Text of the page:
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Jones Bros targets £40m in renewables work over two years

Jones Bros is bucking the downturn in highways work by moving more resources into its renewables division with a target of achieving 50 per cent of its revenue from the sector within two years.

The civil engineering and specialist contractor has already won work to install around 270MW in wind farms such as Crystal Rig and is targeting renewable work as its highways work reduces.

Contracts director John Dielhof told Construction News the energy sector has advantages in the procurement process with less competition for work but more emphasis from clients on the contractor’s previous experience.

He said: “Private developers in the energy sector tend to have more flexibility in selecting a contractor.

“In the Highways [Agency] at PQQ stage they have to judge a company on what is in front of them - they are more tied to a rigid formality. The private sector can take note of your previous work as well and when you get a good record it helps for winning repeat business.”

The contractor, which was shortlisted for the Tomorrow’s Company award in the 2011 Construction News Awards, has traditionally specialised in four sectors: waste management; highways and infrastructure; coastal and marine protection and renewables.

Its work on wind farms focuses on plant and electrical works, while it has subcontracted building work on substations under previous projects. It announced last month that it has set up a new base in Inverness, its fourth new regional office in 18 months.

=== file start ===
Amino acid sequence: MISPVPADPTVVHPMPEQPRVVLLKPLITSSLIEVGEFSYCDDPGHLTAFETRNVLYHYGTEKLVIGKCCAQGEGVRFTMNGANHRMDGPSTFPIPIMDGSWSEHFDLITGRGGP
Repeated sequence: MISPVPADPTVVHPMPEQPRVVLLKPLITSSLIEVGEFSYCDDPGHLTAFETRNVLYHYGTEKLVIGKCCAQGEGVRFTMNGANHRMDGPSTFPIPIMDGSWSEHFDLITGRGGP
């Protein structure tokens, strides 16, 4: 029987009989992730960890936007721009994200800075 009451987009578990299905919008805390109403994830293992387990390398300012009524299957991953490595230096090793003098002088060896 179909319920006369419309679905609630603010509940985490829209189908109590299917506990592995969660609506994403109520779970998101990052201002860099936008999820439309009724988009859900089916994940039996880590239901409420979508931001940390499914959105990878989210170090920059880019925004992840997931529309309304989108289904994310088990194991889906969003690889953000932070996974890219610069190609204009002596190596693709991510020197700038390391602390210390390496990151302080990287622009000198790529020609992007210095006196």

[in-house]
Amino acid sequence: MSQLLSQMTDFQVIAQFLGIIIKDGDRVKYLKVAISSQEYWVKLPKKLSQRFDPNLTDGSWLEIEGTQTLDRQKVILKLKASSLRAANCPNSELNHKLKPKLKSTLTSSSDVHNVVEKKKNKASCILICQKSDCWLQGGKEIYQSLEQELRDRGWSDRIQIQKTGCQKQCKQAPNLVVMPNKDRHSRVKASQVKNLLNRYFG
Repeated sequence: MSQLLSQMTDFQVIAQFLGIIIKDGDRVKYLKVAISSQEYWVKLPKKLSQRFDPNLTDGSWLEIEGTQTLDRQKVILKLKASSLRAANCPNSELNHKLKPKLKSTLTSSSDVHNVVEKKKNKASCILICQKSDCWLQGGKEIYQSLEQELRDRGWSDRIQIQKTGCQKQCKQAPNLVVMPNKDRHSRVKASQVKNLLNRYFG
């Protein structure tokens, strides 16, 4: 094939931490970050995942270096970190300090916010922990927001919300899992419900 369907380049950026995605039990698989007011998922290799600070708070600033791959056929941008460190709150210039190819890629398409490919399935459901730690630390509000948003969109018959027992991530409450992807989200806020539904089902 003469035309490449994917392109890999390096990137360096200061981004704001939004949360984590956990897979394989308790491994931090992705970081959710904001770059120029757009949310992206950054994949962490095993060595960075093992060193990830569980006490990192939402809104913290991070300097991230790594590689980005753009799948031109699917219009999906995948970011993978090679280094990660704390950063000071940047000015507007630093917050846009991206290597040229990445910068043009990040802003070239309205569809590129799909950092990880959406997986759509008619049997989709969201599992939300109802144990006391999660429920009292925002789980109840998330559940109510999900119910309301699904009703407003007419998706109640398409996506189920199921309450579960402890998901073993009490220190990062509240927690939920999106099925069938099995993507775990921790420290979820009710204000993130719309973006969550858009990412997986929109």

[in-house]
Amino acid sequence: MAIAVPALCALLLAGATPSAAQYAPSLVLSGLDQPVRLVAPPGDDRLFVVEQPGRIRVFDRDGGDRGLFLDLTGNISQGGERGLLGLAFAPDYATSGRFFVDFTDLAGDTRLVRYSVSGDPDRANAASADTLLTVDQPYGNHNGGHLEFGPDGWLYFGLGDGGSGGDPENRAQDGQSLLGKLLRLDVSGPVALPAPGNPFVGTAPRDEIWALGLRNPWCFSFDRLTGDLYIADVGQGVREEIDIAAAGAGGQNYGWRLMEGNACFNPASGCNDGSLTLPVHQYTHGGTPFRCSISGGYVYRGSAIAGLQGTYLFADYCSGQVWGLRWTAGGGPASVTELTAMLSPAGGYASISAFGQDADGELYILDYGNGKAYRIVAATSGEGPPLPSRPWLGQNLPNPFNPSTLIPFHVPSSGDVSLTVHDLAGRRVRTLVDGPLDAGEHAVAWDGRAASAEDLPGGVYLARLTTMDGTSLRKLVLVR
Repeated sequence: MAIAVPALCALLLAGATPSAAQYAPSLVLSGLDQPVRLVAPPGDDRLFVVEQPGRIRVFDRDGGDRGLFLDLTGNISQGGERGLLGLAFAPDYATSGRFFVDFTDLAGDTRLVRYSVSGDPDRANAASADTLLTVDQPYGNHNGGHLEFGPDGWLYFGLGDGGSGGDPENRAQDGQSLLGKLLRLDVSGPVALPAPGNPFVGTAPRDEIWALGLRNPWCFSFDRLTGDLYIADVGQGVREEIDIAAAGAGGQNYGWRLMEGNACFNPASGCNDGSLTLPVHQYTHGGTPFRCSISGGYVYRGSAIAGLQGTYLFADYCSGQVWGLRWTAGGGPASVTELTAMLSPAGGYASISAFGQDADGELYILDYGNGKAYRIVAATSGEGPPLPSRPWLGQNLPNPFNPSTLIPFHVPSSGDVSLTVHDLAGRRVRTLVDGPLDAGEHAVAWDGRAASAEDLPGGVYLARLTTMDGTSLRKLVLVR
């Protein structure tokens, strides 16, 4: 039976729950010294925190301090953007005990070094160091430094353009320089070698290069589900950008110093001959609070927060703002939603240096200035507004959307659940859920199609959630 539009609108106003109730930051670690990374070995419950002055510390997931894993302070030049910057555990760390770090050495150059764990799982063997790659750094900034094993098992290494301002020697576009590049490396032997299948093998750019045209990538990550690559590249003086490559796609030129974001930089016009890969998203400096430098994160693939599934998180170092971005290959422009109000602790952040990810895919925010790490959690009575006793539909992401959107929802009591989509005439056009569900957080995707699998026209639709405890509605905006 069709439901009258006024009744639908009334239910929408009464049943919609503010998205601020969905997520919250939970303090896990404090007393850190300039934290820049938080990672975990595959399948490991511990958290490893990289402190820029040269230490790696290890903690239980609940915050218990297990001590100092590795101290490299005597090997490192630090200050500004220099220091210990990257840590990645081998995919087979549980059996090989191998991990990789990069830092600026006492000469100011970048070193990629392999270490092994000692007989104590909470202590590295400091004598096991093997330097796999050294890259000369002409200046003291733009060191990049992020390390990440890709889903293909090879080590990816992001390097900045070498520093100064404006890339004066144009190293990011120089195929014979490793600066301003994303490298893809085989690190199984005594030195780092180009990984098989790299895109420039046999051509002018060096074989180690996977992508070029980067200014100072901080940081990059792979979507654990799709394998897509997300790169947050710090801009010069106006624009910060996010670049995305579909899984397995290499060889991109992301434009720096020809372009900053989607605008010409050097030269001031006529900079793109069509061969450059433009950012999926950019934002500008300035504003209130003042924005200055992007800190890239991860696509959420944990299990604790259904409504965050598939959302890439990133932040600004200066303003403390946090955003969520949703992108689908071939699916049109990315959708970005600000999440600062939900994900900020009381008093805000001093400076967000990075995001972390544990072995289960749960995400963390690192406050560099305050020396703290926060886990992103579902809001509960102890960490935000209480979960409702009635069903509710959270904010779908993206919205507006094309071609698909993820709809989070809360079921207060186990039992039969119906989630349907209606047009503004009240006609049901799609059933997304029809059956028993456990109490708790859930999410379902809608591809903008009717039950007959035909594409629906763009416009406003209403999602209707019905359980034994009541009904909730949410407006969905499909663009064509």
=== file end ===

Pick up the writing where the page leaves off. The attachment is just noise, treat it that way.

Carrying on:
Among its biggest wins in the renewables sector to date was the £16.5 million infrastructure contract awarded in 2008 to build the Crystal Rig II wind farm in the Scottish Borders, completed in September 2010.

Mr Dielhof said the company needed to restructure the way its staff are organised as its major highways project the £35m Porthmadog bypass, being carried out in a joint venture with Balfour Beatty, draws to a close.

However contractors are gearing up for a flurry of contracts and tenders in the short-term due to the review of feed-in-tariffs in 2013, as developers look to secure energy prices under higher tariffs.

Mr Dielhof said: “My target for the next two years is to win £30m-£40m of work. Up until two or three years ago about a fifth or our work was in renewables but it will end up being 50 per cent of our workload in the next few years.”

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